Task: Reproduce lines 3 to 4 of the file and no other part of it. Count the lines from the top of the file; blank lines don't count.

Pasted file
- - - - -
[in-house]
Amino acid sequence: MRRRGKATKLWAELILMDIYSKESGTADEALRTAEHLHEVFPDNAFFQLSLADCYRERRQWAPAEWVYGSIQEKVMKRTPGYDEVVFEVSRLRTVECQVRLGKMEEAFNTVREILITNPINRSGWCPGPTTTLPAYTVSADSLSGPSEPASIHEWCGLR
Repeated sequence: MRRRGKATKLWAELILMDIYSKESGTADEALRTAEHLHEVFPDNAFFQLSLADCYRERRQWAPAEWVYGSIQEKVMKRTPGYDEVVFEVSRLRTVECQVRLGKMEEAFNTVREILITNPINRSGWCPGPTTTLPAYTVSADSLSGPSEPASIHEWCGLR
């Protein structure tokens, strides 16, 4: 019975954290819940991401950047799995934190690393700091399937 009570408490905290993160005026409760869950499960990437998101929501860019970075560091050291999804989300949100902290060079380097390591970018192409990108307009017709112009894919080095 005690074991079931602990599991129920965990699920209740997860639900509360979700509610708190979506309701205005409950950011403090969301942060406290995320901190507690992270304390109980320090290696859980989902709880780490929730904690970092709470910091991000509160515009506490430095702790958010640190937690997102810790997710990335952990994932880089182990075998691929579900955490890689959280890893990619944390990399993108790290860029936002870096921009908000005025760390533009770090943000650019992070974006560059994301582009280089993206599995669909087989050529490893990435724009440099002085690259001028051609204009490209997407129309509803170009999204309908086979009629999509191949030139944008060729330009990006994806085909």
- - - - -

Repeated sequence: MRRRGKATKLWAELILMDIYSKESGTADEALRTAEHLHEVFPDNAFFQLSLADCYRERRQWAPAEWVYGSIQEKVMKRTPGYDEVVFEVSRLRTVECQVRLGKMEEAFNTVREILITNPINRSGWCPGPTTTLPAYTVSADSLSGPSEPASIHEWCGLR
């Protein structure tokens, strides 16, 4: 019975954290819940991401950047799995934190690393700091399937 009570408490905290993160005026409760869950499960990437998101929501860019970075560091050291999804989300949100902290060079380097390591970018192409990108307009017709112009894919080095 005690074991079931602990599991129920965990699920209740997860639900509360979700509610708190979506309701205005409950950011403090969301942060406290995320901190507690992270304390109980320090290696859980989902709880780490929730904690970092709470910091991000509160515009506490430095702790958010640190937690997102810790997710990335952990994932880089182990075998691929579900955490890689959280890893990619944390990399993108790290860029936002870096921009908000005025760390533009770090943000650019992070974006560059994301582009280089993206599995669909087989050529490893990435724009440099002085690259001028051609204009490209997407129309509803170009999204309908086979009629999509191949030139944008060729330009990006994806085909």